No More Tee-Time For College Kickers

Eclectic Notebook

The NCAA has once again been influenced by the increasing professionalization of collegiate sports. This year, it has nothing to do with agent scandals, but instead involves two rule changes in the money-making sports of football and men's basketball.

For the first time in 39 years, placekickers are no longer allowed to use a tee on field goals and extra points in collegiate games, but must kick off the ground as NFL kickers currently do. The NCAA attributed the rule change to the constantly rising percentage of successful place-kicking since the 1970s, when soccerstyle kickers became predominant.

In 1969, collegiate kickers converted 47.7 percent of their kicks, including 61.7 percent from inside 40 yards and 24.7 percent outside 40 yards. By 1987, those percentages had jumped to a whopping 67.1 percent successful kicks, including 80.2 percent inside 40 yards and 47.1 percent outside 40 yards.

The secretary of the NCAA football committee, Dave Nelson of the University of Delaware, notes that the intent of the rule change is to bring an end to the near-automatic nature of placements and make coaches think twice about going for field goals or extra points. Nelson hopes the rule change will convince more coaches to go for first downs on fourth down inside the opponents' 30-yard line and also to go for more two-point conversions.

While the no-tee rule will apply to all of collegiate football, a professional-type rule change is being considered in a few basketball conferences.


The Big East voted this past offseason to allow players six fouls, similar to the NBA, instead of five in its 1989-90 season.

The rule change would apply for regular-season conference games and could be used in nonconference games with the opposing coach's approval. Special permission from the NCAA will be required to use the six-foul rule in the Big East's postseason tournament.

"It's just another case of the rich getting richer," Boston College Coach Jim O'Brien said. "The lesser teams work hard trying to get the other team's big men out of the game and now this just increases the better team's chances."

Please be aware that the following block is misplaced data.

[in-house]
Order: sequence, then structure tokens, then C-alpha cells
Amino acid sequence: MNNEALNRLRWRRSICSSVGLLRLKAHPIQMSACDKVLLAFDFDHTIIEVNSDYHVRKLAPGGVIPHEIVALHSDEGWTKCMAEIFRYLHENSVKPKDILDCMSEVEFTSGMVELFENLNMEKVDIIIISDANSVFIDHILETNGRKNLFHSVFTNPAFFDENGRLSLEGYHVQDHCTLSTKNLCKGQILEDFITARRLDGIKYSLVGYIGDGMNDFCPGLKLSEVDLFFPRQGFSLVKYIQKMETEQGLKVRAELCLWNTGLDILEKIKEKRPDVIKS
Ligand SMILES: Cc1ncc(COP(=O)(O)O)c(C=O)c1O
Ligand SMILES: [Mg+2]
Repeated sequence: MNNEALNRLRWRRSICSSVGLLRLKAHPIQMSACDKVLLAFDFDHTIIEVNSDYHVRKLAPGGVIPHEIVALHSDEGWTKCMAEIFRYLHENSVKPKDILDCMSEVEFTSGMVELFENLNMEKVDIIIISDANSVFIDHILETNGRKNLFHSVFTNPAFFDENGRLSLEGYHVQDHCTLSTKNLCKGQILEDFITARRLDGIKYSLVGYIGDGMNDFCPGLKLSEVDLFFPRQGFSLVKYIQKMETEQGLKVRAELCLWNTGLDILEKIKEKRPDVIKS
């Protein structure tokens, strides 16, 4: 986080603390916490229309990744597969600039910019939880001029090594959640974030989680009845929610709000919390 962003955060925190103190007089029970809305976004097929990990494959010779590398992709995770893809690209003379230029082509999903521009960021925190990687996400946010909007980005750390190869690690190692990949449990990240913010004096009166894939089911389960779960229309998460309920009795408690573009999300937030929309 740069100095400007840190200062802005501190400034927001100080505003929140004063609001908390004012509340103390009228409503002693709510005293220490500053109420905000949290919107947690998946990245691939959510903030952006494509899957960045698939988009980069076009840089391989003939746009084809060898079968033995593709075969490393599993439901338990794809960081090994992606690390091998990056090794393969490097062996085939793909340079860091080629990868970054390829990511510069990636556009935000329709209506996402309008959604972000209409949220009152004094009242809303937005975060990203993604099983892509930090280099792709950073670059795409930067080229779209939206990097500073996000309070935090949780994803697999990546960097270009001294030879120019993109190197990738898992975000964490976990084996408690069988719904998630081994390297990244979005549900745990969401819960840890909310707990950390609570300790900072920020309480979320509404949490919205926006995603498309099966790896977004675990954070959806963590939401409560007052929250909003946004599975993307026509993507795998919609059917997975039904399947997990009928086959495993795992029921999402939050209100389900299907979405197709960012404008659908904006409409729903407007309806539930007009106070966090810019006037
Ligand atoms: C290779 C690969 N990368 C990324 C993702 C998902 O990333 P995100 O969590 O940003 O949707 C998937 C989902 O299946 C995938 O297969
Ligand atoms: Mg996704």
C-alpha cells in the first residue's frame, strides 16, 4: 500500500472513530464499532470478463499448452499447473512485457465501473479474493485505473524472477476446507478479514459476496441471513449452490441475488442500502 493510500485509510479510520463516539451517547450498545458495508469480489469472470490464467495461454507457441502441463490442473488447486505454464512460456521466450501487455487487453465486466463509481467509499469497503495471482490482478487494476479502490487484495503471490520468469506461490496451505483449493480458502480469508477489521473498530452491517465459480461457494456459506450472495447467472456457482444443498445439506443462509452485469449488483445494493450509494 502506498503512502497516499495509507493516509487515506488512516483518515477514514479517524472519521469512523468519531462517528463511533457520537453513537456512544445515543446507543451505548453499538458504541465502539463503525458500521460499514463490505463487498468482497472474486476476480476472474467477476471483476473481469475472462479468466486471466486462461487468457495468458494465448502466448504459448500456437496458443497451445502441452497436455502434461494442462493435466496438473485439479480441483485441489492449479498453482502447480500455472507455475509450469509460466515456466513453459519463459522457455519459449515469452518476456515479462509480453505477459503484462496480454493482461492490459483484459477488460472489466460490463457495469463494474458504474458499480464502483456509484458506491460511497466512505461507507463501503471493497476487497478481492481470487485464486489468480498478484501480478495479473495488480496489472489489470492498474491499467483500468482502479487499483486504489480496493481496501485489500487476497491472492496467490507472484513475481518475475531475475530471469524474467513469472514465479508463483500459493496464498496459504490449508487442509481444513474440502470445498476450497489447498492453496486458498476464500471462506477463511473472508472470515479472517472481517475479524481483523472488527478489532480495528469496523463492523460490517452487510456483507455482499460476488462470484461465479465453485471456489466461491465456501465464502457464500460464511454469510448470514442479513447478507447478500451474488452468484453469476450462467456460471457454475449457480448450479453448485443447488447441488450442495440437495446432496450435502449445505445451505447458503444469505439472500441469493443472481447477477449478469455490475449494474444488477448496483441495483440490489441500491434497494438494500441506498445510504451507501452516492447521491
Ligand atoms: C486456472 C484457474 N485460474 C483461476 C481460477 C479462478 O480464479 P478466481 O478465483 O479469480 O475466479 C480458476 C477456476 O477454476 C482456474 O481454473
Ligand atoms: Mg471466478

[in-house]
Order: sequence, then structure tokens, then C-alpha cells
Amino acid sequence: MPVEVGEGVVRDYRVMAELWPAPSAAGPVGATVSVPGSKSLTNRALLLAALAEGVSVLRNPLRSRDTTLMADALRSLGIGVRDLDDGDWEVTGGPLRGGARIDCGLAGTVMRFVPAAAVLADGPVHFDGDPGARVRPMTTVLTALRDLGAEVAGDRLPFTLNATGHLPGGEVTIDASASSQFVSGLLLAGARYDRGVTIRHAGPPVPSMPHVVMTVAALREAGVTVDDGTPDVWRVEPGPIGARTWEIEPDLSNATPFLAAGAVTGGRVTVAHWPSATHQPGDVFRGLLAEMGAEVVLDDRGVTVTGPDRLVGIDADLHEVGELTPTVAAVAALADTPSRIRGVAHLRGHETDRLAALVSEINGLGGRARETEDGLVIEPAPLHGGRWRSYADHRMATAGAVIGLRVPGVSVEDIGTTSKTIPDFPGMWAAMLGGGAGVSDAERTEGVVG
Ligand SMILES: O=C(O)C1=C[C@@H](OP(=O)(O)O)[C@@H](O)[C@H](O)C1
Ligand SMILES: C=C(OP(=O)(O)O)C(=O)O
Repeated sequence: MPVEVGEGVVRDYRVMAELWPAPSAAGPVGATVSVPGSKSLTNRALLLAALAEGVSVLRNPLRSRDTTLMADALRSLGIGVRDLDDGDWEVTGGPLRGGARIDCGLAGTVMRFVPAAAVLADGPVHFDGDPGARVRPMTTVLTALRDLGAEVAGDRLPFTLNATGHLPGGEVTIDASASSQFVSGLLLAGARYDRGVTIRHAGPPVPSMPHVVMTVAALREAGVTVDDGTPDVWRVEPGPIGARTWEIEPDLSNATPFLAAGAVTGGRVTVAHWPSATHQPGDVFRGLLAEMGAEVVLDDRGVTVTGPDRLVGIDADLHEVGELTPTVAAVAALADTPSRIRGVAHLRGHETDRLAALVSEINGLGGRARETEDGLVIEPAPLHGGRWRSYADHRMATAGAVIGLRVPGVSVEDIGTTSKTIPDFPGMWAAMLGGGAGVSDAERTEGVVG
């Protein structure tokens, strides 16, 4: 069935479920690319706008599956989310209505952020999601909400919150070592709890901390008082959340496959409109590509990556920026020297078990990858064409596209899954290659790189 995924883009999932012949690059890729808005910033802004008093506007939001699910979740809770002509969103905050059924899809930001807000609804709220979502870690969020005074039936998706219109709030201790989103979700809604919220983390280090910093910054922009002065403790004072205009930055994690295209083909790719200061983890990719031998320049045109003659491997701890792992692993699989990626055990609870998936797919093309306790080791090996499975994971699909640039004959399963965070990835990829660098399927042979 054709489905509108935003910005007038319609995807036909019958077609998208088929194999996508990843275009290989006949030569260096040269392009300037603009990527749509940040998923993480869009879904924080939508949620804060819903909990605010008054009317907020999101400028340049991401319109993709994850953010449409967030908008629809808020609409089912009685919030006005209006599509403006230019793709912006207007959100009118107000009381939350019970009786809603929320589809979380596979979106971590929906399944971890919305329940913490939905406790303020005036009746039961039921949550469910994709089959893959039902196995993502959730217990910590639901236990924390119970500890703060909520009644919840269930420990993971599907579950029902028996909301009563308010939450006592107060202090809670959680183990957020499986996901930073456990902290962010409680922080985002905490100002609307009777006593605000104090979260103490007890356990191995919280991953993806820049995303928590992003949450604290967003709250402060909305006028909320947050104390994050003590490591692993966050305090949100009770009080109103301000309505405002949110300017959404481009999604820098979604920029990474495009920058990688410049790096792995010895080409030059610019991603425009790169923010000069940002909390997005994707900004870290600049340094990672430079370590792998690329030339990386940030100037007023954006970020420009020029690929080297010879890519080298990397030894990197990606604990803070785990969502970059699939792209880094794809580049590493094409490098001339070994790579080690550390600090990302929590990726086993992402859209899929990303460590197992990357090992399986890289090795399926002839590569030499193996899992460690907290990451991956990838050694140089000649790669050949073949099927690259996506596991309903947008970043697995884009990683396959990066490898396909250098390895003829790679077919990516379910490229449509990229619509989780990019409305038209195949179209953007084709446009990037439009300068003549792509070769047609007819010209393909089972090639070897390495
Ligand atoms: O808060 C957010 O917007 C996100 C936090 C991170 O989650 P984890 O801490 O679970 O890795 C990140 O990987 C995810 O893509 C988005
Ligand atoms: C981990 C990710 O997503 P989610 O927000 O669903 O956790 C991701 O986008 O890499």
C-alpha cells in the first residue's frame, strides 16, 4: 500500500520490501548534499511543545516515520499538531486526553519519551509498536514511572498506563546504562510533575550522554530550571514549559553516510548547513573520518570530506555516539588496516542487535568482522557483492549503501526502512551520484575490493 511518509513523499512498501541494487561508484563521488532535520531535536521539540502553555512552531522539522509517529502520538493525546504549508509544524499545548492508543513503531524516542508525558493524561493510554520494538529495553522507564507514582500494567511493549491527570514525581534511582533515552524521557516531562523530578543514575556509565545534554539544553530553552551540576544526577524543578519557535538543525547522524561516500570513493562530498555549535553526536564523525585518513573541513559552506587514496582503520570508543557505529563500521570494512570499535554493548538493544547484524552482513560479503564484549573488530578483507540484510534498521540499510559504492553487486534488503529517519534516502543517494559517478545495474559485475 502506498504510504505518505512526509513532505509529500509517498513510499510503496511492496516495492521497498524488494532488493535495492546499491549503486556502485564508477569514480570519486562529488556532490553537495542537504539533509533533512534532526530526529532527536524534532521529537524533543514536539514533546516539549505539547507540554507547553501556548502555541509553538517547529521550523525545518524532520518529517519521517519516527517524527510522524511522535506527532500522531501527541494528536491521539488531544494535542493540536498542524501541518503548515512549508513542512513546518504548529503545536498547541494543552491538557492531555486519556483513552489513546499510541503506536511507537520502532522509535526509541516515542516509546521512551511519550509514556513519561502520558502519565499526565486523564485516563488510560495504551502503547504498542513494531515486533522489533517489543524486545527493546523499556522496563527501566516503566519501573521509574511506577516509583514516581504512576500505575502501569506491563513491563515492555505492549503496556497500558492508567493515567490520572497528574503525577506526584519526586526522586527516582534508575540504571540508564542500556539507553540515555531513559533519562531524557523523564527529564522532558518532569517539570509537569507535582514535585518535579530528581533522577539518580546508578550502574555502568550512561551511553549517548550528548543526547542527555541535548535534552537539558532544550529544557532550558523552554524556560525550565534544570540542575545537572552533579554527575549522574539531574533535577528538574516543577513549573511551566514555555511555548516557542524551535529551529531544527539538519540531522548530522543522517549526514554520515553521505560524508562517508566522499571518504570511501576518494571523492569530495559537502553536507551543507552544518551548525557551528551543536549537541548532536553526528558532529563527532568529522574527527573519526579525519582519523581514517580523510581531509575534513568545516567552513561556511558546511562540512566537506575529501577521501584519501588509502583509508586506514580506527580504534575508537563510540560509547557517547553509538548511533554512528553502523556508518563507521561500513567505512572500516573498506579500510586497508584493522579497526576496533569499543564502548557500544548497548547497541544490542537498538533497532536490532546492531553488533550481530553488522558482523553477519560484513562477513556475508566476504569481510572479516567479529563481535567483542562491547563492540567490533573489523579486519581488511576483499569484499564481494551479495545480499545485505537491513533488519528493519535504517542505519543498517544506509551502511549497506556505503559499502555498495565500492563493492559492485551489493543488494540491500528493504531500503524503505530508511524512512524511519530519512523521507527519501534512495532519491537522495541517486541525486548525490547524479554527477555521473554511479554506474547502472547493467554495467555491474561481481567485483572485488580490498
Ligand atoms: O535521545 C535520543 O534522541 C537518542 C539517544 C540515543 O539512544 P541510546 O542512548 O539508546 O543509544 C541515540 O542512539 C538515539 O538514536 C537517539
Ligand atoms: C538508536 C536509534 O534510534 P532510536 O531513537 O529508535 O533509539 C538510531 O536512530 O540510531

Georgetown Coach John Thompson adamantly supports the six-foul rule, noting the increasing tempo of collegiate basketball which allows players to pick up fouls much more easily and quickly.

Both the Trans America Athletic and the Southeastern Conferences will also experiment with the six-foul rule.

The rules will not be used in the NCAA tournament, and some coaches object to the six-foul rule because they would have to prepare their teams differently for the post-season than for regular-season play.

Did You See That?: Nominations for the Harvard Score of the Year must include Loren Ambinder's goal in the field hockey team's 4-0 win over Rhode Island Sunday.

The sophomore's over-the-head deflection of senior Lisa Cutone's long corner shot was "one of the greatest goals I've ever seen," according to Co-Captain Char Joslin.

Apparently, Ambinder was not called for high sticking when she pushed the ball into the top right corner of the goal because a URI defender had initially deflected the Cutone drive into the air. The score increased Harvard's lead to 2-0.

Quote of the Week: "I just said to myself, `When I get the ball next time, I'm going to hold on to it, hold on tight.' [Columbia was] trying to strip the ball from us all day."--Harvard running back Jim Reidy after fumbling on the squad's opening drive against Columbia Saturday. Reidy didn't fumble again and went on to rush for 139 yards in the Crimson's 26-10 victory.

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